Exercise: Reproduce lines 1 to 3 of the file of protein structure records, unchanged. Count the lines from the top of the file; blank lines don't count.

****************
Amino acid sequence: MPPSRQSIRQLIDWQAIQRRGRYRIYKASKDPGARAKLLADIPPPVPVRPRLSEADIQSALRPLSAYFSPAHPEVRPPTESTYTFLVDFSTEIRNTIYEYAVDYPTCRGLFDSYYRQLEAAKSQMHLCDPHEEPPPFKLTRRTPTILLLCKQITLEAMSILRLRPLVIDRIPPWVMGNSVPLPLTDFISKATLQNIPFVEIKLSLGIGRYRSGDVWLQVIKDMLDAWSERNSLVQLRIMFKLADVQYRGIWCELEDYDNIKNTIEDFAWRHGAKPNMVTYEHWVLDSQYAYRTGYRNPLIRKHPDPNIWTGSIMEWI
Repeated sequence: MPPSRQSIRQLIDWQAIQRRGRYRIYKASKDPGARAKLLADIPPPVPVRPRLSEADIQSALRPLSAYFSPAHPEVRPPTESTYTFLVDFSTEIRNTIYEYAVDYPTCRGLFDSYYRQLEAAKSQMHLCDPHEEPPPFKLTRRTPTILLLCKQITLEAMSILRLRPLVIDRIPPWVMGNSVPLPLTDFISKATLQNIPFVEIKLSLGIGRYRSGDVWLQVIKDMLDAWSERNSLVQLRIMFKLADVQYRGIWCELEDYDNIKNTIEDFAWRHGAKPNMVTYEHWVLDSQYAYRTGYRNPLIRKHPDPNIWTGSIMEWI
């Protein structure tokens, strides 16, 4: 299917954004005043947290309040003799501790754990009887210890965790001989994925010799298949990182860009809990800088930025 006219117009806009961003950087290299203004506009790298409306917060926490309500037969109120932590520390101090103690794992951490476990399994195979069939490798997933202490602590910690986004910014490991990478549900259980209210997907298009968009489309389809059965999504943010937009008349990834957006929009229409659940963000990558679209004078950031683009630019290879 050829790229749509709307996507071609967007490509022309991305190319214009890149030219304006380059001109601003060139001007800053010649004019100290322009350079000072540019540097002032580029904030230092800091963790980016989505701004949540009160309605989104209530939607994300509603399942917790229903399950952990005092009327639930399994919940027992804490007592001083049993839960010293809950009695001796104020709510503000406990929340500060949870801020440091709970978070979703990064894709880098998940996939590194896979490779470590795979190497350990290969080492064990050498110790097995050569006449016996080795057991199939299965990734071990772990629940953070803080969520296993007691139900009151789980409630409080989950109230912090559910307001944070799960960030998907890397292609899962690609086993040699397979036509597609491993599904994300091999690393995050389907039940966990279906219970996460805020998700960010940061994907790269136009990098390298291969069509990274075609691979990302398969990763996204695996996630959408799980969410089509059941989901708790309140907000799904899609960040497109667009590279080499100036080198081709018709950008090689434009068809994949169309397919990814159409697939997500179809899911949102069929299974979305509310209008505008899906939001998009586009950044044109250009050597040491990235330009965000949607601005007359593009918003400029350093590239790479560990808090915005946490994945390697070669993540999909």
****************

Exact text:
Amino acid sequence: MPPSRQSIRQLIDWQAIQRRGRYRIYKASKDPGARAKLLADIPPPVPVRPRLSEADIQSALRPLSAYFSPAHPEVRPPTESTYTFLVDFSTEIRNTIYEYAVDYPTCRGLFDSYYRQLEAAKSQMHLCDPHEEPPPFKLTRRTPTILLLCKQITLEAMSILRLRPLVIDRIPPWVMGNSVPLPLTDFISKATLQNIPFVEIKLSLGIGRYRSGDVWLQVIKDMLDAWSERNSLVQLRIMFKLADVQYRGIWCELEDYDNIKNTIEDFAWRHGAKPNMVTYEHWVLDSQYAYRTGYRNPLIRKHPDPNIWTGSIMEWI
Repeated sequence: MPPSRQSIRQLIDWQAIQRRGRYRIYKASKDPGARAKLLADIPPPVPVRPRLSEADIQSALRPLSAYFSPAHPEVRPPTESTYTFLVDFSTEIRNTIYEYAVDYPTCRGLFDSYYRQLEAAKSQMHLCDPHEEPPPFKLTRRTPTILLLCKQITLEAMSILRLRPLVIDRIPPWVMGNSVPLPLTDFISKATLQNIPFVEIKLSLGIGRYRSGDVWLQVIKDMLDAWSERNSLVQLRIMFKLADVQYRGIWCELEDYDNIKNTIEDFAWRHGAKPNMVTYEHWVLDSQYAYRTGYRNPLIRKHPDPNIWTGSIMEWI
């Protein structure tokens, strides 16, 4: 299917954004005043947290309040003799501790754990009887210890965790001989994925010799298949990182860009809990800088930025 006219117009806009961003950087290299203004506009790298409306917060926490309500037969109120932590520390101090103690794992951490476990399994195979069939490798997933202490602590910690986004910014490991990478549900259980209210997907298009968009489309389809059965999504943010937009008349990834957006929009229409659940963000990558679209004078950031683009630019290879 050829790229749509709307996507071609967007490509022309991305190319214009890149030219304006380059001109601003060139001007800053010649004019100290322009350079000072540019540097002032580029904030230092800091963790980016989505701004949540009160309605989104209530939607994300509603399942917790229903399950952990005092009327639930399994919940027992804490007592001083049993839960010293809950009695001796104020709510503000406990929340500060949870801020440091709970978070979703990064894709880098998940996939590194896979490779470590795979190497350990290969080492064990050498110790097995050569006449016996080795057991199939299965990734071990772990629940953070803080969520296993007691139900009151789980409630409080989950109230912090559910307001944070799960960030998907890397292609899962690609086993040699397979036509597609491993599904994300091999690393995050389907039940966990279906219970996460805020998700960010940061994907790269136009990098390298291969069509990274075609691979990302398969990763996204695996996630959408799980969410089509059941989901708790309140907000799904899609960040497109667009590279080499100036080198081709018709950008090689434009068809994949169309397919990814159409697939997500179809899911949102069929299974979305509310209008505008899906939001998009586009950044044109250009050597040491990235330009965000949607601005007359593009918003400029350093590239790479560990808090915005946490994945390697070669993540999909």